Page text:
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The Scrivener: Mozart's Magic Flute - Part 4

There is much more to Mozart’s marvelous opera The Magic Flute than meets the uninformed ear, as Brian Barratt reveals in the fourth of a series of five perceptive articles about this masterwork.

Do please visit Brian’s exhilarating Web site The Brain Rummager www.alphalink.com.au/~umbidas/

Serious business

Notes on Mozart's 'The Magic Flute', Part 4

Although Mozart wrote several works for use in Masonic lodges, Die Zauberflöte is not a 'Masonic opera'. It combines pantomime and serious Masonic business, perhaps, in one engaging piece of entertainment.

In his music, Mozart alludes to aspects of lodge ritual, just as Emmanuel Schikaneder alludes to it in the libretto. There are also possible references to the contemporary dispute between the Roman Catholic Church and the growing Masonic movement.

The number three is used in several ways. A distinctive musical bar, repeated three times, is used on three occasions. Among the characters there are groups of three ladies and three boys.

Sets of three principles are represented, e.g., Nature, Reason, Wisdom and Brotherhood, Tolerance, Silence. The three boys warn Tamino, the hero, to be 'standhaft, duldsam, und verschwiegen', resolute, patient, and discreetly silent. These find an echo in the charge after initiation in current ritual as Secrecy, Fidelity and Obedience.

It has been pointed out that although the number three is important to Freemasons, it is equally significant in other groups and belief systems. However, these groups of principles and virtues, repeated when the priests assemble, are particularly relevant to Masonic concepts.

From a Masonic point of view, the symbolism of light and dark is also important. The hero Tamino asks 'When will this darkness be cast aside?' to be told, 'When the hand of friendship has led you into the shrine'. Failure is still possible, implied by the ominous answer, 'Soon, or never!' to his further question, 'When will I see the light?' Although their roles are initially somewhat confused, we see in the end that Sarastro, the high priest, represents the light which overcomes the darkness of the Queen of the Night.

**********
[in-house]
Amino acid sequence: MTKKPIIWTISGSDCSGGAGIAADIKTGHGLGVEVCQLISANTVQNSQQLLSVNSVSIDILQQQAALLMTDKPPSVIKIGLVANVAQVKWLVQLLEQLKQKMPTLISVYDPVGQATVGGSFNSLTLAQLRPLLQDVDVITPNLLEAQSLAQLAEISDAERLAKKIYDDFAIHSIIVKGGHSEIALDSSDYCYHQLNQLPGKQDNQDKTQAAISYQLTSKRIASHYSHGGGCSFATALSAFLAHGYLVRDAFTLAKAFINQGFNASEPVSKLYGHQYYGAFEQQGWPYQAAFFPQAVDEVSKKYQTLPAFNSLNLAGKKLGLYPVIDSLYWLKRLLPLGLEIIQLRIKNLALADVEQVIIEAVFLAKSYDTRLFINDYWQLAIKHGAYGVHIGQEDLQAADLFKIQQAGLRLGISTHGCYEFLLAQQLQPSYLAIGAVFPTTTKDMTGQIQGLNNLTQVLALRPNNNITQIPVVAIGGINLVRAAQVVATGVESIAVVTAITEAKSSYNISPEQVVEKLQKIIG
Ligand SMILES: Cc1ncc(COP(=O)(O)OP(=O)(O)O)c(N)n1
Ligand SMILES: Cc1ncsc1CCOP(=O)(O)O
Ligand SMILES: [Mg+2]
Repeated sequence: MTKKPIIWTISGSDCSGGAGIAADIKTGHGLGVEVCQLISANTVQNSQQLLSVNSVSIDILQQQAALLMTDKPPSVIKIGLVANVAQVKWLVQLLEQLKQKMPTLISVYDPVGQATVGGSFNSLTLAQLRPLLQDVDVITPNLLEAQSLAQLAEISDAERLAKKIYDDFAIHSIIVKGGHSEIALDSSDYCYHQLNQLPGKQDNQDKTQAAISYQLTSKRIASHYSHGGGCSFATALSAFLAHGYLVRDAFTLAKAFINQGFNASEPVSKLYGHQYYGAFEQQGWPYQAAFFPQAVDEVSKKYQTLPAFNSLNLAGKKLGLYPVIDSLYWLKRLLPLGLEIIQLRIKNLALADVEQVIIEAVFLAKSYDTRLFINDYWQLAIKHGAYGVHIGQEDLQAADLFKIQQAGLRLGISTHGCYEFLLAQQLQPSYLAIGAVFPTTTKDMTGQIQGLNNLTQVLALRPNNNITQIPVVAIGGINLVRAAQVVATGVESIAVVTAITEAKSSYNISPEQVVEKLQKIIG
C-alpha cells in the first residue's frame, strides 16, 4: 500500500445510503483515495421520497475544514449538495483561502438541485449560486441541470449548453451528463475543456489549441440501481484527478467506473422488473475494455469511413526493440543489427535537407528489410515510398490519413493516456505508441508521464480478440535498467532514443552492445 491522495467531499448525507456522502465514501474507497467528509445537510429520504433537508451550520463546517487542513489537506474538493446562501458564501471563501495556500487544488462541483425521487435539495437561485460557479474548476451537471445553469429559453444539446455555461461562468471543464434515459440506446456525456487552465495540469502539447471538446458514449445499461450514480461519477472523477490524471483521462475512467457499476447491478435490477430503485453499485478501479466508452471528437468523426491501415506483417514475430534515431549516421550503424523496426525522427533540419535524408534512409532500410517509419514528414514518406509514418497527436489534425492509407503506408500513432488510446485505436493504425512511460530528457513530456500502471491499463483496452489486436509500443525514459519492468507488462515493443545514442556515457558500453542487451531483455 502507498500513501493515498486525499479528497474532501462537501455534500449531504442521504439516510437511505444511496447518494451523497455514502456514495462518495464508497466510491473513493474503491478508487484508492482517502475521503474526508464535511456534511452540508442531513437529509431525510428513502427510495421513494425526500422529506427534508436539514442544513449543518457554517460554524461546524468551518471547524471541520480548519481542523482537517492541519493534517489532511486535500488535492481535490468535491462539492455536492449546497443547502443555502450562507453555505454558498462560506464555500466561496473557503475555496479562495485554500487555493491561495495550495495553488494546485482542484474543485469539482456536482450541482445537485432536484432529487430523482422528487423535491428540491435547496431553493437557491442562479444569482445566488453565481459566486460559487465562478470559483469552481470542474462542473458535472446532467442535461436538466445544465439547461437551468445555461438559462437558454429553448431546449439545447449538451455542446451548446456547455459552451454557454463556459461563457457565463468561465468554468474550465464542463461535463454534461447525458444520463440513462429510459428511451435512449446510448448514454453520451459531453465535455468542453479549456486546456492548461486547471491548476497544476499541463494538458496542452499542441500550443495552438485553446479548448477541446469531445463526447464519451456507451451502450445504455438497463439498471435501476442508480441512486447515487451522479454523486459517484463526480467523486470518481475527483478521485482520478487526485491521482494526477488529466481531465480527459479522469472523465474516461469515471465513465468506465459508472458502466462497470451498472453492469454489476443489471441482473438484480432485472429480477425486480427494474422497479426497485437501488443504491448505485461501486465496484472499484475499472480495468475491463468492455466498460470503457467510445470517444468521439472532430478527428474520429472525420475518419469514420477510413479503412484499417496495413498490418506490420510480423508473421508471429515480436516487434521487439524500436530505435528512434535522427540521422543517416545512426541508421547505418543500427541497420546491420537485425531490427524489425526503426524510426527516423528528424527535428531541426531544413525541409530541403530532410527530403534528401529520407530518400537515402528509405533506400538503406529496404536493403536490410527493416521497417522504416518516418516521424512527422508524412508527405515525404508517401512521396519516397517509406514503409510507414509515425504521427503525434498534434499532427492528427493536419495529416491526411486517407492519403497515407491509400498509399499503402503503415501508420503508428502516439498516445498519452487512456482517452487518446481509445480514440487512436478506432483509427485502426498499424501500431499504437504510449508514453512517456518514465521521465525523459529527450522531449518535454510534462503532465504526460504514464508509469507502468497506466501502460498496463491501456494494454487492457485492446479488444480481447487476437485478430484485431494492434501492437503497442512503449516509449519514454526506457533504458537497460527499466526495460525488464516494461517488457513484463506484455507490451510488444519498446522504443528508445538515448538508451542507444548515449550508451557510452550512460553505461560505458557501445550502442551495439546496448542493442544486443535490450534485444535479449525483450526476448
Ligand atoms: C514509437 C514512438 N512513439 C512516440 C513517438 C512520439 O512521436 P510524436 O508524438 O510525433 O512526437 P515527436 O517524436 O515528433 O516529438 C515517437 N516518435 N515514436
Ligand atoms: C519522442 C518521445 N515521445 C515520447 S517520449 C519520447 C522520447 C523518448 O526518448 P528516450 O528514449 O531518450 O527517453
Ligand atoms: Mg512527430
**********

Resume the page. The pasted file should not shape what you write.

Much is made of the three Ordeals of silence, water and fire through which Tamino must pass before he is initiated. Indeed, he is warned that he could die in the process. The nervous and talkative bird-catcher, Pagageno, is given some leeway when he undergoes similar trials. Both are rewarded — they are united with the ladies they so much desire, Pamino and Papagena. This might be looked upon as symbolic of a 'union of opposites' as seen, for instance, in the myth of Isis and Osiris.

There is one black-skinned character in the opera, Monostatos. He is Sarastro's Captain of the Guard, usually portrayed as an evil Moor. Along with the Queen of the Night, he is finally vanquished by Sarastro. From a Masonic point of view, it could be that he represents the black of the black and white Mosaic pavement on the floor of a Masonic lodge. The white counterpart would be Tamino.

Light and darkness, day and night, sun and moon, and simply white and black, can all be viewed as pairs of opposites which have their own special unifying relationships. They are all used in The Magic Flute and they all appear in one way of another in Freemasonry. Exactly how much we read into the opera depends on where we are standing.

In the next article of this series, we will have a look at two very different stage versions of the opera.

Emulation Lodge, The Perfect Ceremonies of Craft Masonry, A.Lewis (Masonic Publishers) Ltd, London 1955.
Gazzo, B., Massoneria: Simboli e Archtipi nel Flauto Magico di W.A.Mozart., PS Review of Freemasonry.
Mann, W., Die Zauberflõte, Klemperer, et al. EMI Classics, CDS 5 55173 2, EMI, London 1964.
Wilmhurst, W.L., The Meaning of Masonry, 11th ed., John M. Watkins, London 1959.

© Copyright Brian Barratt 2008


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